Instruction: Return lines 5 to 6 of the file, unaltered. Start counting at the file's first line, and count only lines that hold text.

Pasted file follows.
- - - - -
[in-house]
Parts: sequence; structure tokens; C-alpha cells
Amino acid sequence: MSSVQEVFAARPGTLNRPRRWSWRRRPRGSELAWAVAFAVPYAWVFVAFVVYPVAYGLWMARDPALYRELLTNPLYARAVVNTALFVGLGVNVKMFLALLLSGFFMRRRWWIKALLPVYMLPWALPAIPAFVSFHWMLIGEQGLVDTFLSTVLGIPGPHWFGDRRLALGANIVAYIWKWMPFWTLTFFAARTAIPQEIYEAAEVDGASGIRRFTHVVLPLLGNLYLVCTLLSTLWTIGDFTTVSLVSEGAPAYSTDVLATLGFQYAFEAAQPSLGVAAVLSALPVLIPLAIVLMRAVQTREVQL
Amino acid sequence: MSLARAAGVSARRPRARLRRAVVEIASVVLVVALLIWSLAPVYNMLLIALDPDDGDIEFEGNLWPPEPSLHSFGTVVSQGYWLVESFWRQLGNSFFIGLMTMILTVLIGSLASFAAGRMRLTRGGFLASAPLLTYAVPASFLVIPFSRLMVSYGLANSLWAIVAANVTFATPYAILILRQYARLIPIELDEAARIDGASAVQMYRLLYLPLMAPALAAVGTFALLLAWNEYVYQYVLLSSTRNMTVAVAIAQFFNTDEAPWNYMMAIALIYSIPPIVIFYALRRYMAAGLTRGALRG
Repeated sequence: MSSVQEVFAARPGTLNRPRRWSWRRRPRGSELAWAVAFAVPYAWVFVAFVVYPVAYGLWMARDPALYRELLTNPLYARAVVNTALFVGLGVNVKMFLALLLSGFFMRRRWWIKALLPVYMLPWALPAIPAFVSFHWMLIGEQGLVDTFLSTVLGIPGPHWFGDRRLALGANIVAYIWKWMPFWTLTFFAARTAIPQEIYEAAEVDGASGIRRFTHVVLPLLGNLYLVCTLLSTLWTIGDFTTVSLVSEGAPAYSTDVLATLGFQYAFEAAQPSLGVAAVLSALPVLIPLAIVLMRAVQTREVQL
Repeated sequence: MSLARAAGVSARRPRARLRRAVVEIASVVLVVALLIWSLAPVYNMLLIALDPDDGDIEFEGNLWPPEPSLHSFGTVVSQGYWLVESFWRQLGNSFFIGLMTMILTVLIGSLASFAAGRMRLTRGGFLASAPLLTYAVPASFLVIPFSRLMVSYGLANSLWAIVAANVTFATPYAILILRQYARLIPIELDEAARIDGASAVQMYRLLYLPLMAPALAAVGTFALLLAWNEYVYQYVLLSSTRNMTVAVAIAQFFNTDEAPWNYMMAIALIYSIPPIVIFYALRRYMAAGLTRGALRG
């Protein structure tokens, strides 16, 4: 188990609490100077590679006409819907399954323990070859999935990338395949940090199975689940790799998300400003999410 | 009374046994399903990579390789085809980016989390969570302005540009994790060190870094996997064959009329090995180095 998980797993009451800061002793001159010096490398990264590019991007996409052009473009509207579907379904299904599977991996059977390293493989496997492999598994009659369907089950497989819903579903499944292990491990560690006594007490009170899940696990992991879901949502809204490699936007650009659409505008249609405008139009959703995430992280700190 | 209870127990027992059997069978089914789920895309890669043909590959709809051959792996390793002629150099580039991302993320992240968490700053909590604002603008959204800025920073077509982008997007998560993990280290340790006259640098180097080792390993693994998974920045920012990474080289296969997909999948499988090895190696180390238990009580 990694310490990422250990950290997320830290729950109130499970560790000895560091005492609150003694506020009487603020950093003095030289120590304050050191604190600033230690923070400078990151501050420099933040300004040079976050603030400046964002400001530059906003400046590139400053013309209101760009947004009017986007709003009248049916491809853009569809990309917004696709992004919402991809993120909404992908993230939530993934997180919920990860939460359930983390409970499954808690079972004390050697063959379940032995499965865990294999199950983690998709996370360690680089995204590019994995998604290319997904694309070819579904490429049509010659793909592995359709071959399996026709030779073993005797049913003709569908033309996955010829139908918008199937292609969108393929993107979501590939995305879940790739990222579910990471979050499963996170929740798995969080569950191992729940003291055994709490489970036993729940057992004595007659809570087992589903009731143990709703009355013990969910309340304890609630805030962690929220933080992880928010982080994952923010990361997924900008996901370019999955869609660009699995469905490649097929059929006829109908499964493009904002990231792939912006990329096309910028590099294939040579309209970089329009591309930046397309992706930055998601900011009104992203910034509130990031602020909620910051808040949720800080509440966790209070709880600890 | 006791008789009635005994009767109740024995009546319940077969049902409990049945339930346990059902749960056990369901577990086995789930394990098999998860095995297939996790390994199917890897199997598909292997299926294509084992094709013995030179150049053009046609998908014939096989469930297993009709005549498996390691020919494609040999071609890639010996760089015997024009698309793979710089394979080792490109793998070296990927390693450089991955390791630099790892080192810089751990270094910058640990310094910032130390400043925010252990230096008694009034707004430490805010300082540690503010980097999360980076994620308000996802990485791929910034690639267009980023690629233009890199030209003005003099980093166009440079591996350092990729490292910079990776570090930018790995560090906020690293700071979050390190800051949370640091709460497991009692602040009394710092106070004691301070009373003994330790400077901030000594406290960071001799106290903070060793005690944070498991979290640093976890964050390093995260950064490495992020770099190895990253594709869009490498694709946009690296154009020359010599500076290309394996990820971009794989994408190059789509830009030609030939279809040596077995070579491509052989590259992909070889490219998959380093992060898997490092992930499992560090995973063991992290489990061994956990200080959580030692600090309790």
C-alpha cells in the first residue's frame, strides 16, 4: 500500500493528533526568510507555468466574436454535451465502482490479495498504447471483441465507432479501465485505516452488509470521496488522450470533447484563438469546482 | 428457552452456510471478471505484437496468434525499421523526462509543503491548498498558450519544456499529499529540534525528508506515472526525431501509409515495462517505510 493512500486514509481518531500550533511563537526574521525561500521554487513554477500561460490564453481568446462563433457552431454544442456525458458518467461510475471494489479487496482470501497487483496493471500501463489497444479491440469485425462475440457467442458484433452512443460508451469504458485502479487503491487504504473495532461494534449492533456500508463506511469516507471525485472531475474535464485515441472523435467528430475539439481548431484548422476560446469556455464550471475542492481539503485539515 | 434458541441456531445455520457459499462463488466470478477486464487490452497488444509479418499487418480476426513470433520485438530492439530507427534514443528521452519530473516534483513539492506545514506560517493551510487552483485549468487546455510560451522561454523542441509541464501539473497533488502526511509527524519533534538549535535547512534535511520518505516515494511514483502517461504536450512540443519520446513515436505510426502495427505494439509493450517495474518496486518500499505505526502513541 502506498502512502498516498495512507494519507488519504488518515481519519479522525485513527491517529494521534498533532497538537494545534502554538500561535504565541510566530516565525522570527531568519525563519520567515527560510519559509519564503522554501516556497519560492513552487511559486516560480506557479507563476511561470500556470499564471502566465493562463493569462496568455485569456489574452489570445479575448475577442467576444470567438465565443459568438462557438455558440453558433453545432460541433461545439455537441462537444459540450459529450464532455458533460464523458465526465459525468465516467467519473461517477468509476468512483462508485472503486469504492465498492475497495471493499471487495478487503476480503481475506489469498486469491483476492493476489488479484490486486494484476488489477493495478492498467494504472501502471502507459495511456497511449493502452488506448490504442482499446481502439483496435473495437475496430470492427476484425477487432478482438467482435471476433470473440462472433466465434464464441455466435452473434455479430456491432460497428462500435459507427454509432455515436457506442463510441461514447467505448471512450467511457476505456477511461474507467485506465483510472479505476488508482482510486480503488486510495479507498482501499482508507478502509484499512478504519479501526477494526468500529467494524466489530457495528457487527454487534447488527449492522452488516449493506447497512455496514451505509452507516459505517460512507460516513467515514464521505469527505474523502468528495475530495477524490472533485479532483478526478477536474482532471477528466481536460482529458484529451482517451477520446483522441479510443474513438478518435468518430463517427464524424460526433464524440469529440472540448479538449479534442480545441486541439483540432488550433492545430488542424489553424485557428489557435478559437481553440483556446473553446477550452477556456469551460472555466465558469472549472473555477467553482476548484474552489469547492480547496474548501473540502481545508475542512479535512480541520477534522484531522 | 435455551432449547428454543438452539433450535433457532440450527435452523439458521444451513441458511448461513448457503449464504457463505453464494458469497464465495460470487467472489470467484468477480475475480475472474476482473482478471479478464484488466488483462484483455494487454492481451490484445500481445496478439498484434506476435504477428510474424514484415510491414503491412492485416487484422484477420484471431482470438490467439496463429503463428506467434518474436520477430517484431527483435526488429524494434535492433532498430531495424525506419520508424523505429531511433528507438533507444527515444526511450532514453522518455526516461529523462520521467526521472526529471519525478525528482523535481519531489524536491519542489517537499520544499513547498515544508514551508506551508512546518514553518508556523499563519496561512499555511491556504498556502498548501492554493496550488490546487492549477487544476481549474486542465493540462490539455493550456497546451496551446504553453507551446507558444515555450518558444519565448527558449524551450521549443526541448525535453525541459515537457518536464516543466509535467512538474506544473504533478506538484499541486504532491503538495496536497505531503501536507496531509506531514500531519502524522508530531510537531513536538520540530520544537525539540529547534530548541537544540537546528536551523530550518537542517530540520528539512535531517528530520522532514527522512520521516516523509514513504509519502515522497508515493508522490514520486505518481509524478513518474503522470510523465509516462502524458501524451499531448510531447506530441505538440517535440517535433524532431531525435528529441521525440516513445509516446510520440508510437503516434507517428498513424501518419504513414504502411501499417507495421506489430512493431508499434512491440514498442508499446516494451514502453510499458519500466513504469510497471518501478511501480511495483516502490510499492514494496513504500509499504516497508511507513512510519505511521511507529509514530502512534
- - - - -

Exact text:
Repeated sequence: MSSVQEVFAARPGTLNRPRRWSWRRRPRGSELAWAVAFAVPYAWVFVAFVVYPVAYGLWMARDPALYRELLTNPLYARAVVNTALFVGLGVNVKMFLALLLSGFFMRRRWWIKALLPVYMLPWALPAIPAFVSFHWMLIGEQGLVDTFLSTVLGIPGPHWFGDRRLALGANIVAYIWKWMPFWTLTFFAARTAIPQEIYEAAEVDGASGIRRFTHVVLPLLGNLYLVCTLLSTLWTIGDFTTVSLVSEGAPAYSTDVLATLGFQYAFEAAQPSLGVAAVLSALPVLIPLAIVLMRAVQTREVQL
Repeated sequence: MSLARAAGVSARRPRARLRRAVVEIASVVLVVALLIWSLAPVYNMLLIALDPDDGDIEFEGNLWPPEPSLHSFGTVVSQGYWLVESFWRQLGNSFFIGLMTMILTVLIGSLASFAAGRMRLTRGGFLASAPLLTYAVPASFLVIPFSRLMVSYGLANSLWAIVAANVTFATPYAILILRQYARLIPIELDEAARIDGASAVQMYRLLYLPLMAPALAAVGTFALLLAWNEYVYQYVLLSSTRNMTVAVAIAQFFNTDEAPWNYMMAIALIYSIPPIVIFYALRRYMAAGLTRGALRG